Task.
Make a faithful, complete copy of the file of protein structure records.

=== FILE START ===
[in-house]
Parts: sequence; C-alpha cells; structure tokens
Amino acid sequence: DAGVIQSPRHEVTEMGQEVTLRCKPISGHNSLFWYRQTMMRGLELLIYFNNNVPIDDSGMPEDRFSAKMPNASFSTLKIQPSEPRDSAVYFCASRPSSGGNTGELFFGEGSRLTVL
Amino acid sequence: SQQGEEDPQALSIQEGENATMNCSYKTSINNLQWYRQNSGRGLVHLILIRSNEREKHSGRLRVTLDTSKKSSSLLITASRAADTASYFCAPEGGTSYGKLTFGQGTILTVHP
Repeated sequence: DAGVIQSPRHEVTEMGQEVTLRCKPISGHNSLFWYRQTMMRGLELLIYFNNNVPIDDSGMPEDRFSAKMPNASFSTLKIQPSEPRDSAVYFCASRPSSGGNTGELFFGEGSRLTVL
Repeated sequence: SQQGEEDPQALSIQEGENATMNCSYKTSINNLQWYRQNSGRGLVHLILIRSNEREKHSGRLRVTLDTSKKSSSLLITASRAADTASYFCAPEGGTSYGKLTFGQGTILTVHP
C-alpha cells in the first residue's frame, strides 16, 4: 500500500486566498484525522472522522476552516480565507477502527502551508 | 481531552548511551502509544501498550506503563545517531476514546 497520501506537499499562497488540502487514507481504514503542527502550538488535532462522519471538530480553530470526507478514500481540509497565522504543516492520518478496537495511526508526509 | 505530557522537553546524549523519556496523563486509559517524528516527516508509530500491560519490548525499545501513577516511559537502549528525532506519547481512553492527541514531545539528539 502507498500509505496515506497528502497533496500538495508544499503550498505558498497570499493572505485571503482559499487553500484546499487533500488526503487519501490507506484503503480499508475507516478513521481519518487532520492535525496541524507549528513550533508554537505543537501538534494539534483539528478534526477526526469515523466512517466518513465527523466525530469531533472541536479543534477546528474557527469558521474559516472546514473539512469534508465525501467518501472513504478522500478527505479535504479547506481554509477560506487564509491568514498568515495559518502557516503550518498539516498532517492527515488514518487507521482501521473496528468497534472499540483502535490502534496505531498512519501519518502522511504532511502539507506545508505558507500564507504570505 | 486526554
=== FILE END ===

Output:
[in-house]
Parts: sequence; C-alpha cells; structure tokens
Amino acid sequence: DAGVIQSPRHEVTEMGQEVTLRCKPISGHNSLFWYRQTMMRGLELLIYFNNNVPIDDSGMPEDRFSAKMPNASFSTLKIQPSEPRDSAVYFCASRPSSGGNTGELFFGEGSRLTVL
Amino acid sequence: SQQGEEDPQALSIQEGENATMNCSYKTSINNLQWYRQNSGRGLVHLILIRSNEREKHSGRLRVTLDTSKKSSSLLITASRAADTASYFCAPEGGTSYGKLTFGQGTILTVHP
Repeated sequence: DAGVIQSPRHEVTEMGQEVTLRCKPISGHNSLFWYRQTMMRGLELLIYFNNNVPIDDSGMPEDRFSAKMPNASFSTLKIQPSEPRDSAVYFCASRPSSGGNTGELFFGEGSRLTVL
Repeated sequence: SQQGEEDPQALSIQEGENATMNCSYKTSINNLQWYRQNSGRGLVHLILIRSNEREKHSGRLRVTLDTSKKSSSLLITASRAADTASYFCAPEGGTSYGKLTFGQGTILTVHP
C-alpha cells in the first residue's frame, strides 16, 4: 500500500486566498484525522472522522476552516480565507477502527502551508 | 481531552548511551502509544501498550506503563545517531476514546 497520501506537499499562497488540502487514507481504514503542527502550538488535532462522519471538530480553530470526507478514500481540509497565522504543516492520518478496537495511526508526509 | 505530557522537553546524549523519556496523563486509559517524528516527516508509530500491560519490548525499545501513577516511559537502549528525532506519547481512553492527541514531545539528539 502507498500509505496515506497528502497533496500538495508544499503550498505558498497570499493572505485571503482559499487553500484546499487533500488526503487519501490507506484503503480499508475507516478513521481519518487532520492535525496541524507549528513550533508554537505543537501538534494539534483539528478534526477526526469515523466512517466518513465527523466525530469531533472541536479543534477546528474557527469558521474559516472546514473539512469534508465525501467518501472513504478522500478527505479535504479547506481554509477560506487564509491568514498568515495559518502557516503550518498539516498532517492527515488514518487507521482501521473496528468497534472499540483502535490502534496505531498512519501519518502522511504532511502539507506545508505558507500564507504570505 | 486526554